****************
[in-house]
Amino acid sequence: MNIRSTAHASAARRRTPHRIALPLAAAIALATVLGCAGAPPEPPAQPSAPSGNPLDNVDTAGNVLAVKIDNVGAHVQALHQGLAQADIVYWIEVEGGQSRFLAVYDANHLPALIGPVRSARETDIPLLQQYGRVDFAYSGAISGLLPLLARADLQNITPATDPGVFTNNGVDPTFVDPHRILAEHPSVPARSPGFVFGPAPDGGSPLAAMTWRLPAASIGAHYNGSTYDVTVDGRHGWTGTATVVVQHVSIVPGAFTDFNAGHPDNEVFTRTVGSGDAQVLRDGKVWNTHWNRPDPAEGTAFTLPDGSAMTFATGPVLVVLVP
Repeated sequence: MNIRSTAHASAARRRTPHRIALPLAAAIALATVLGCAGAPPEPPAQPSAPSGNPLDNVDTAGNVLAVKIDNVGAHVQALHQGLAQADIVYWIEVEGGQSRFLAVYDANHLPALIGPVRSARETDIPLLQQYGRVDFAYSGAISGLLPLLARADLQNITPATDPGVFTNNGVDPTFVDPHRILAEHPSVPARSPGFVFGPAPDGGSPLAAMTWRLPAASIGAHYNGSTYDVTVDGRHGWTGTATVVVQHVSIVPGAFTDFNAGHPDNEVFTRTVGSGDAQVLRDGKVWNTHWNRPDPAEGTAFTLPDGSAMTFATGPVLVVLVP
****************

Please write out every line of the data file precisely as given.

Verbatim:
[in-house]
Amino acid sequence: MNIRSTAHASAARRRTPHRIALPLAAAIALATVLGCAGAPPEPPAQPSAPSGNPLDNVDTAGNVLAVKIDNVGAHVQALHQGLAQADIVYWIEVEGGQSRFLAVYDANHLPALIGPVRSARETDIPLLQQYGRVDFAYSGAISGLLPLLARADLQNITPATDPGVFTNNGVDPTFVDPHRILAEHPSVPARSPGFVFGPAPDGGSPLAAMTWRLPAASIGAHYNGSTYDVTVDGRHGWTGTATVVVQHVSIVPGAFTDFNAGHPDNEVFTRTVGSGDAQVLRDGKVWNTHWNRPDPAEGTAFTLPDGSAMTFATGPVLVVLVP
Repeated sequence: MNIRSTAHASAARRRTPHRIALPLAAAIALATVLGCAGAPPEPPAQPSAPSGNPLDNVDTAGNVLAVKIDNVGAHVQALHQGLAQADIVYWIEVEGGQSRFLAVYDANHLPALIGPVRSARETDIPLLQQYGRVDFAYSGAISGLLPLLARADLQNITPATDPGVFTNNGVDPTFVDPHRILAEHPSVPARSPGFVFGPAPDGGSPLAAMTWRLPAASIGAHYNGSTYDVTVDGRHGWTGTATVVVQHVSIVPGAFTDFNAGHPDNEVFTRTVGSGDAQVLRDGKVWNTHWNRPDPAEGTAFTLPDGSAMTFATGPVLVVLVP